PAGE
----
About 6,000 athletes from 85 countries are heading to Sochi to compete in nearly 90 sports. Since only three medals are awarded in each event, the vast majority of competitors will go home with only memories.
David Rubinstein, a clinical associate professor of management at IU's Kelley School of Business, notes that many of today's top companies use the Olympic model in building institutional solidarity and longevity. The games also demonstrate that underdogs sometimes do come out on top.
"Human capital is very valuable," Rubinstein said. "When an underdog competitor achieves the spotlight -- regardless of outcome -- it sends a message to everyone on the nation’s team that 'I can do great -- or better -- when I try harder.'
"Likewise, in any firm, there are prima donnas and show horses, and others who are 'Steady-Eddie' plow horses. But humans are more than they are defined to be. In the heat of competition, winners can emerge from unexpected places. When an underdog achieves the spotlight, the abilities of all of the organization’s members become heightened.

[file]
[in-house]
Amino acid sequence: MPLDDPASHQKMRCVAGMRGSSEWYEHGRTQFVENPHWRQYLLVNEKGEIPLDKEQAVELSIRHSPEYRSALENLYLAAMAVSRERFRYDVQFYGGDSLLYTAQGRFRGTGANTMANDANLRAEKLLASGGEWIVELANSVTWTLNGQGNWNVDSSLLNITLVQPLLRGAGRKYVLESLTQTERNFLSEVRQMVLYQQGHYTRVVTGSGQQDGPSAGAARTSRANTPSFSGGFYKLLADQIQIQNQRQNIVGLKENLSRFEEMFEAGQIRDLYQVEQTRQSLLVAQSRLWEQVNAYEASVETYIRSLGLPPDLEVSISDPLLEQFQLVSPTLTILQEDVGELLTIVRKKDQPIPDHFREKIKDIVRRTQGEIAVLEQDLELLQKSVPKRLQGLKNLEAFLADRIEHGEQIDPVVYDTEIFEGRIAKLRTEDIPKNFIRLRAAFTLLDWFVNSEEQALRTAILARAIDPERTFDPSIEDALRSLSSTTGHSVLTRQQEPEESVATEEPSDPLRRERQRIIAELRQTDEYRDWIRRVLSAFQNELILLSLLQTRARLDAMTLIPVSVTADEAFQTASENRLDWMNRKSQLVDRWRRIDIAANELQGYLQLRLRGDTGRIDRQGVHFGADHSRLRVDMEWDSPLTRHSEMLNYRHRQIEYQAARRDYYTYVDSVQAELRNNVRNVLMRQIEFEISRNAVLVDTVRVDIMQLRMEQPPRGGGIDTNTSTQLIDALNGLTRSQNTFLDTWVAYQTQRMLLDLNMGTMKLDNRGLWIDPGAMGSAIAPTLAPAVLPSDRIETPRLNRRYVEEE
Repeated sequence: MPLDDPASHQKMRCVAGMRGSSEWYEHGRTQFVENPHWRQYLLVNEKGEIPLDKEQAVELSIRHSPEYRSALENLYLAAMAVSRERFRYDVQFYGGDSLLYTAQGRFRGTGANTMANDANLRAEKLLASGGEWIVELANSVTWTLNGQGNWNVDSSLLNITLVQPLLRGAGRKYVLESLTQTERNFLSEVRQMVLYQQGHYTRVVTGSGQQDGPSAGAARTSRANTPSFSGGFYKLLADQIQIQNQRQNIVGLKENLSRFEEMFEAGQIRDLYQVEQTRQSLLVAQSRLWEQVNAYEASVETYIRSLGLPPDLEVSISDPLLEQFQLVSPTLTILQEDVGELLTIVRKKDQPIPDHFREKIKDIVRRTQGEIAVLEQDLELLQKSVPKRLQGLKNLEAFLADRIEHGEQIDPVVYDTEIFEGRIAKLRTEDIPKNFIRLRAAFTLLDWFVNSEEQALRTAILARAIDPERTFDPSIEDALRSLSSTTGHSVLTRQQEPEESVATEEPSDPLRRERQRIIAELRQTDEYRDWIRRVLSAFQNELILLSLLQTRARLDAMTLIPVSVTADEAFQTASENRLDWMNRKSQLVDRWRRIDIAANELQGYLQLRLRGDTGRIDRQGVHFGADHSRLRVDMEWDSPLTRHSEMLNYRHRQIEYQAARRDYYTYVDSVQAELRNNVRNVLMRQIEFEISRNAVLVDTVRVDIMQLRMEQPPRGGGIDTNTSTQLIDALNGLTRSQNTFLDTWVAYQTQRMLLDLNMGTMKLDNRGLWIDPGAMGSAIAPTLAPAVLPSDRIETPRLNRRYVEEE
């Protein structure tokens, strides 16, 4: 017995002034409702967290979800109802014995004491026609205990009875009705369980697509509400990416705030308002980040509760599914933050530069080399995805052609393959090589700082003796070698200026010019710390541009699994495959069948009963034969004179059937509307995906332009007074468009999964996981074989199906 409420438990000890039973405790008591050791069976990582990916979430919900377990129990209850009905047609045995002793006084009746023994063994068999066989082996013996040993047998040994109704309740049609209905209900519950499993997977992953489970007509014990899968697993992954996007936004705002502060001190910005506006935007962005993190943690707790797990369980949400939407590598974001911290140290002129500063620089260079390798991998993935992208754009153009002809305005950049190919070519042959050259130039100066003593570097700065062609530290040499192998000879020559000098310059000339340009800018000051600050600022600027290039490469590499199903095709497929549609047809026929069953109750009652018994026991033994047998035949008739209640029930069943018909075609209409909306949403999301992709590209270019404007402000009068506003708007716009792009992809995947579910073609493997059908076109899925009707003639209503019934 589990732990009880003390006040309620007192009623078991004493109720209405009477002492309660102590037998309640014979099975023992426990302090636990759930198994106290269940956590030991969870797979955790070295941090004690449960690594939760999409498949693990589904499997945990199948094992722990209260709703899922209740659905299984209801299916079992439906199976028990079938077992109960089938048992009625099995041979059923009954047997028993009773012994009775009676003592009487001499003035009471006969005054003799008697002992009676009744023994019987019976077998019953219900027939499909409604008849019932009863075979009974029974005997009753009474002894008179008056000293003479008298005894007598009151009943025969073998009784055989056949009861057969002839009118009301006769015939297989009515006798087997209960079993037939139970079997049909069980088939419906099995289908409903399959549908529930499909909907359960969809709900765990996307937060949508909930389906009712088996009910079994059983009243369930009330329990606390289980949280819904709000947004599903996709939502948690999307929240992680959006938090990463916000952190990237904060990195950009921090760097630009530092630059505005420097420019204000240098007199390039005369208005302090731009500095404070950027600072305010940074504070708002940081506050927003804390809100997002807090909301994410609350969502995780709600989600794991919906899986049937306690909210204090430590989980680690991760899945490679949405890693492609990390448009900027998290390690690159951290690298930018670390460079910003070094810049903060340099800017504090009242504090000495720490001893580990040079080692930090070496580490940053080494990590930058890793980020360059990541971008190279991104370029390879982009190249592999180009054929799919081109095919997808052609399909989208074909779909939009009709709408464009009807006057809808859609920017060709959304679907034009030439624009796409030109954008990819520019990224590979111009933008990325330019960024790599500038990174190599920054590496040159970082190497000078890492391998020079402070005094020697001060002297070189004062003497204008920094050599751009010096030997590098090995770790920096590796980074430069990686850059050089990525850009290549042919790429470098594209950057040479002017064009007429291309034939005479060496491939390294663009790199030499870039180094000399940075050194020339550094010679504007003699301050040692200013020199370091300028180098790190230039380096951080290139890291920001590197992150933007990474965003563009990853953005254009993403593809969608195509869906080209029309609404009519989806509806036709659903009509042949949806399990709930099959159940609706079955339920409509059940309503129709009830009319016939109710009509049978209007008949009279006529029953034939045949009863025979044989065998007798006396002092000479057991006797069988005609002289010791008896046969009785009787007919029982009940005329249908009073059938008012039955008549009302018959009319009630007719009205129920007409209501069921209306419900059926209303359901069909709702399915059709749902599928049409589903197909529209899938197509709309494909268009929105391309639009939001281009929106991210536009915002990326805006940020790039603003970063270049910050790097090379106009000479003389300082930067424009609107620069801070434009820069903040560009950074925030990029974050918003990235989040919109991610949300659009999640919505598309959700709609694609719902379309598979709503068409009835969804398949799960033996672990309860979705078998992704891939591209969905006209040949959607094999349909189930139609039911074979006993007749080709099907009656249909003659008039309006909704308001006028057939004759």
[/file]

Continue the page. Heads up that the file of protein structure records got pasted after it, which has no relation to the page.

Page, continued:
"For all the precious gold medals that brighten a nation’s medal points total, it is often that one extra bronze medal that pushes the nation to the top," he added. "In organizations, success often depends on whether the ‘little guy’ steps forward or steps back."
Rubinstein can be reached at 812-855-5945 or firstname.lastname@example.org. He teaches strategy in IU's Kelley School of Business and was named by Bloomberg Businessweek as one of the top professors in 2006. For additional assistance, contact George Vlahakis at 812-855-0846 or email@example.com.